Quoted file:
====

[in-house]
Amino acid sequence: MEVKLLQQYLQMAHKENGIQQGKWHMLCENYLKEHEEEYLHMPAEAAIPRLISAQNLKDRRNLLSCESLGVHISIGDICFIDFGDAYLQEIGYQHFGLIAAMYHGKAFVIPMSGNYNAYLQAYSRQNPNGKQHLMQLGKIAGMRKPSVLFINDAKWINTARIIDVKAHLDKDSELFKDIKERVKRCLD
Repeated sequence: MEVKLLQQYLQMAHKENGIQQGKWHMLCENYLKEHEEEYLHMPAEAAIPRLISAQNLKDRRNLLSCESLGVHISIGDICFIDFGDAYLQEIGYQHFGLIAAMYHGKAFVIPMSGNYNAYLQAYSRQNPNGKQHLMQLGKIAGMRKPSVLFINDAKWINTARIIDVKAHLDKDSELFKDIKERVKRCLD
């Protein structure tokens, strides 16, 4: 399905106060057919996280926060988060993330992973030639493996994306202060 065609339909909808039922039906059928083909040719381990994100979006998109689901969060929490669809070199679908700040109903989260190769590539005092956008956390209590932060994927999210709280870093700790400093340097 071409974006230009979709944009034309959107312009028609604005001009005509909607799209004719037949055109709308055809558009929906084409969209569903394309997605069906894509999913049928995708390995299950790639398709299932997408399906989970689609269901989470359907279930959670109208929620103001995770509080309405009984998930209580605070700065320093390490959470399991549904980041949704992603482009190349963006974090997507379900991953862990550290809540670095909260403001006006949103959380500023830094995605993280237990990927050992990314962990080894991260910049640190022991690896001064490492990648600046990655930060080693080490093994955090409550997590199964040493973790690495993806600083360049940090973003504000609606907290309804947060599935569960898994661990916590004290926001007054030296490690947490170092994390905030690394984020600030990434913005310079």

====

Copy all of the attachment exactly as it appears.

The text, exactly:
[in-house]
Amino acid sequence: MEVKLLQQYLQMAHKENGIQQGKWHMLCENYLKEHEEEYLHMPAEAAIPRLISAQNLKDRRNLLSCESLGVHISIGDICFIDFGDAYLQEIGYQHFGLIAAMYHGKAFVIPMSGNYNAYLQAYSRQNPNGKQHLMQLGKIAGMRKPSVLFINDAKWINTARIIDVKAHLDKDSELFKDIKERVKRCLD
Repeated sequence: MEVKLLQQYLQMAHKENGIQQGKWHMLCENYLKEHEEEYLHMPAEAAIPRLISAQNLKDRRNLLSCESLGVHISIGDICFIDFGDAYLQEIGYQHFGLIAAMYHGKAFVIPMSGNYNAYLQAYSRQNPNGKQHLMQLGKIAGMRKPSVLFINDAKWINTARIIDVKAHLDKDSELFKDIKERVKRCLD
């Protein structure tokens, strides 16, 4: 399905106060057919996280926060988060993330992973030639493996994306202060 065609339909909808039922039906059928083909040719381990994100979006998109689901969060929490669809070199679908700040109903989260190769590539005092956008956390209590932060994927999210709280870093700790400093340097 071409974006230009979709944009034309959107312009028609604005001009005509909607799209004719037949055109709308055809558009929906084409969209569903394309997605069906894509999913049928995708390995299950790639398709299932997408399906989970689609269901989470359907279930959670109208929620103001995770509080309405009984998930209580605070700065320093390490959470399991549904980041949704992603482009190349963006974090997507379900991953862990550290809540670095909260403001006006949103959380500023830094995605993280237990990927050992990314962990080894991260910049640190022991690896001064490492990648600046990655930060080693080490093994955090409550997590199964040493973790690495993806600083360049940090973003504000609606907290309804947060599935569960898994661990916590004290926001007054030296490690947490170092994390905030690394984020600030990434913005310079």